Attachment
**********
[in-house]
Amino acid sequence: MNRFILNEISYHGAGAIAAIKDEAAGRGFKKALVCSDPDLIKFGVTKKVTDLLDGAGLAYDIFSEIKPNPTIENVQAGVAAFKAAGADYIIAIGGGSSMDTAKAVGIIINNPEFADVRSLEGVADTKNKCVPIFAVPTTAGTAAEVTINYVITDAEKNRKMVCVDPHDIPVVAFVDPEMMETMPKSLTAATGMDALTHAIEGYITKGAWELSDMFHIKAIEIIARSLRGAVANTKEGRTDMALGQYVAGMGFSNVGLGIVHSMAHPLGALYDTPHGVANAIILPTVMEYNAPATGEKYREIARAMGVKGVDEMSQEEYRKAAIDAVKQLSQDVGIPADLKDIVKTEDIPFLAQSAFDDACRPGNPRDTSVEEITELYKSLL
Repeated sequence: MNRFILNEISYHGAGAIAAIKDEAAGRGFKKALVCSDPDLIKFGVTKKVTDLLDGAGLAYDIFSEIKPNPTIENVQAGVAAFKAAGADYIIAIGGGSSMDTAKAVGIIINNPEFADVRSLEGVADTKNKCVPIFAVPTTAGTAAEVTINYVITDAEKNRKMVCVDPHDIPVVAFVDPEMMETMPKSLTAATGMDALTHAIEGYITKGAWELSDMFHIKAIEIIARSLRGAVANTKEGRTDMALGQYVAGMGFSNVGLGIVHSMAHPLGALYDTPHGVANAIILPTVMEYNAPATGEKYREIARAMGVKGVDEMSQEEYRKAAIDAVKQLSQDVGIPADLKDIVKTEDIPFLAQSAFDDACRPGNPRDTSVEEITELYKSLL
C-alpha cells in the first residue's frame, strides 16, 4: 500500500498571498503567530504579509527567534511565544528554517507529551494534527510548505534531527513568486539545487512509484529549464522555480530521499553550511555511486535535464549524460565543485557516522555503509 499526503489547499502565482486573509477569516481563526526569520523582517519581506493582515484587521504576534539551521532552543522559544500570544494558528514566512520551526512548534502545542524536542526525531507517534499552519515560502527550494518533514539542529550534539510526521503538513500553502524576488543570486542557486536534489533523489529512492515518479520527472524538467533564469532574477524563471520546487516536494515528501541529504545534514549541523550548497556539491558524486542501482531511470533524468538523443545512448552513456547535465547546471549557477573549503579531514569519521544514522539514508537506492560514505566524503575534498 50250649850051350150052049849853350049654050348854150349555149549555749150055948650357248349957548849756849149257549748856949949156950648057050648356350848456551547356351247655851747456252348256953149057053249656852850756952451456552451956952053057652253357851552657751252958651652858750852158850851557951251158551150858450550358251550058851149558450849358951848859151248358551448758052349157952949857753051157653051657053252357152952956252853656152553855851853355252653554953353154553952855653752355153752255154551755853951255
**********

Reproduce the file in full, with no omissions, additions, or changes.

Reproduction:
[in-house]
Amino acid sequence: MNRFILNEISYHGAGAIAAIKDEAAGRGFKKALVCSDPDLIKFGVTKKVTDLLDGAGLAYDIFSEIKPNPTIENVQAGVAAFKAAGADYIIAIGGGSSMDTAKAVGIIINNPEFADVRSLEGVADTKNKCVPIFAVPTTAGTAAEVTINYVITDAEKNRKMVCVDPHDIPVVAFVDPEMMETMPKSLTAATGMDALTHAIEGYITKGAWELSDMFHIKAIEIIARSLRGAVANTKEGRTDMALGQYVAGMGFSNVGLGIVHSMAHPLGALYDTPHGVANAIILPTVMEYNAPATGEKYREIARAMGVKGVDEMSQEEYRKAAIDAVKQLSQDVGIPADLKDIVKTEDIPFLAQSAFDDACRPGNPRDTSVEEITELYKSLL
Repeated sequence: MNRFILNEISYHGAGAIAAIKDEAAGRGFKKALVCSDPDLIKFGVTKKVTDLLDGAGLAYDIFSEIKPNPTIENVQAGVAAFKAAGADYIIAIGGGSSMDTAKAVGIIINNPEFADVRSLEGVADTKNKCVPIFAVPTTAGTAAEVTINYVITDAEKNRKMVCVDPHDIPVVAFVDPEMMETMPKSLTAATGMDALTHAIEGYITKGAWELSDMFHIKAIEIIARSLRGAVANTKEGRTDMALGQYVAGMGFSNVGLGIVHSMAHPLGALYDTPHGVANAIILPTVMEYNAPATGEKYREIARAMGVKGVDEMSQEEYRKAAIDAVKQLSQDVGIPADLKDIVKTEDIPFLAQSAFDDACRPGNPRDTSVEEITELYKSLL
C-alpha cells in the first residue's frame, strides 16, 4: 500500500498571498503567530504579509527567534511565544528554517507529551494534527510548505534531527513568486539545487512509484529549464522555480530521499553550511555511486535535464549524460565543485557516522555503509 499526503489547499502565482486573509477569516481563526526569520523582517519581506493582515484587521504576534539551521532552543522559544500570544494558528514566512520551526512548534502545542524536542526525531507517534499552519515560502527550494518533514539542529550534539510526521503538513500553502524576488543570486542557486536534489533523489529512492515518479520527472524538467533564469532574477524563471520546487516536494515528501541529504545534514549541523550548497556539491558524486542501482531511470533524468538523443545512448552513456547535465547546471549557477573549503579531514569519521544514522539514508537506492560514505566524503575534498 50250649850051350150052049849853350049654050348854150349555149549555749150055948650357248349957548849756849149257549748856949949156950648057050648356350848456551547356351247655851747456252348256953149057053249656852850756952451456552451956952053057652253357851552657751252958651652858750852158850851557951251158551150858450550358251550058851149558450849358951848859151248358551448758052349157952949857753051157653051657053252357152952956252853656152553855851853355252653554953353154553952855653752355153752255154551755853951255